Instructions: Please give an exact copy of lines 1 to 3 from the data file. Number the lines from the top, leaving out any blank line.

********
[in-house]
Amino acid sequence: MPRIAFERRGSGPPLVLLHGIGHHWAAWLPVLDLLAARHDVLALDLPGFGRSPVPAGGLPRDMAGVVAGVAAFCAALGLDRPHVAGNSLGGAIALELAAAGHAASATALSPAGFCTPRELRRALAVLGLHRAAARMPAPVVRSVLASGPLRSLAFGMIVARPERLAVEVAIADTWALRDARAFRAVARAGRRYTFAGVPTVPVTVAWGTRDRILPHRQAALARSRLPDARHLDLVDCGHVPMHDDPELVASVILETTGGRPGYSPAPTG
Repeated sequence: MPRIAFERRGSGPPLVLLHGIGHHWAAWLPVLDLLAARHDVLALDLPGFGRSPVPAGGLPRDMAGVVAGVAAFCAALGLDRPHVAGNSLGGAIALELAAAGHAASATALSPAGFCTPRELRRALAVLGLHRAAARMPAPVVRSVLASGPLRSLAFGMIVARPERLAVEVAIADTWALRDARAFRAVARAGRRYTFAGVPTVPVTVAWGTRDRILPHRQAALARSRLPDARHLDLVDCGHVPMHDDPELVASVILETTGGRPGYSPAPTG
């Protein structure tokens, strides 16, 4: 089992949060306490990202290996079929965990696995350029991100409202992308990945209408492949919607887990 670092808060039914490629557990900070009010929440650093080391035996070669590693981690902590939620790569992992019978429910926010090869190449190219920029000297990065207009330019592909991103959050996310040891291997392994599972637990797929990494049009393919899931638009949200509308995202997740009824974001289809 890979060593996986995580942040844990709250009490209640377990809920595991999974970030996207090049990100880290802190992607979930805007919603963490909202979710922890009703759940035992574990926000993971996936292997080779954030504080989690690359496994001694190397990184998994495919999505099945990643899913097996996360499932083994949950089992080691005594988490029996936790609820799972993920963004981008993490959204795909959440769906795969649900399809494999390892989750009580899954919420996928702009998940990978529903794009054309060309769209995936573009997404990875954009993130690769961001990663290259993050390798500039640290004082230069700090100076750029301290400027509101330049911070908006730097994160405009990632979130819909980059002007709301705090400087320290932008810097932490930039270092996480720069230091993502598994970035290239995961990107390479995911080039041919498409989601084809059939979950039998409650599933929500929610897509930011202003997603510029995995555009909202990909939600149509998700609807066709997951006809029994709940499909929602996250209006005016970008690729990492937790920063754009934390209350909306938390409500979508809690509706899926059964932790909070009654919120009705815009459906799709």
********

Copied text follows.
[in-house]
Amino acid sequence: MPRIAFERRGSGPPLVLLHGIGHHWAAWLPVLDLLAARHDVLALDLPGFGRSPVPAGGLPRDMAGVVAGVAAFCAALGLDRPHVAGNSLGGAIALELAAAGHAASATALSPAGFCTPRELRRALAVLGLHRAAARMPAPVVRSVLASGPLRSLAFGMIVARPERLAVEVAIADTWALRDARAFRAVARAGRRYTFAGVPTVPVTVAWGTRDRILPHRQAALARSRLPDARHLDLVDCGHVPMHDDPELVASVILETTGGRPGYSPAPTG
Repeated sequence: MPRIAFERRGSGPPLVLLHGIGHHWAAWLPVLDLLAARHDVLALDLPGFGRSPVPAGGLPRDMAGVVAGVAAFCAALGLDRPHVAGNSLGGAIALELAAAGHAASATALSPAGFCTPRELRRALAVLGLHRAAARMPAPVVRSVLASGPLRSLAFGMIVARPERLAVEVAIADTWALRDARAFRAVARAGRRYTFAGVPTVPVTVAWGTRDRILPHRQAALARSRLPDARHLDLVDCGHVPMHDDPELVASVILETTGGRPGYSPAPTG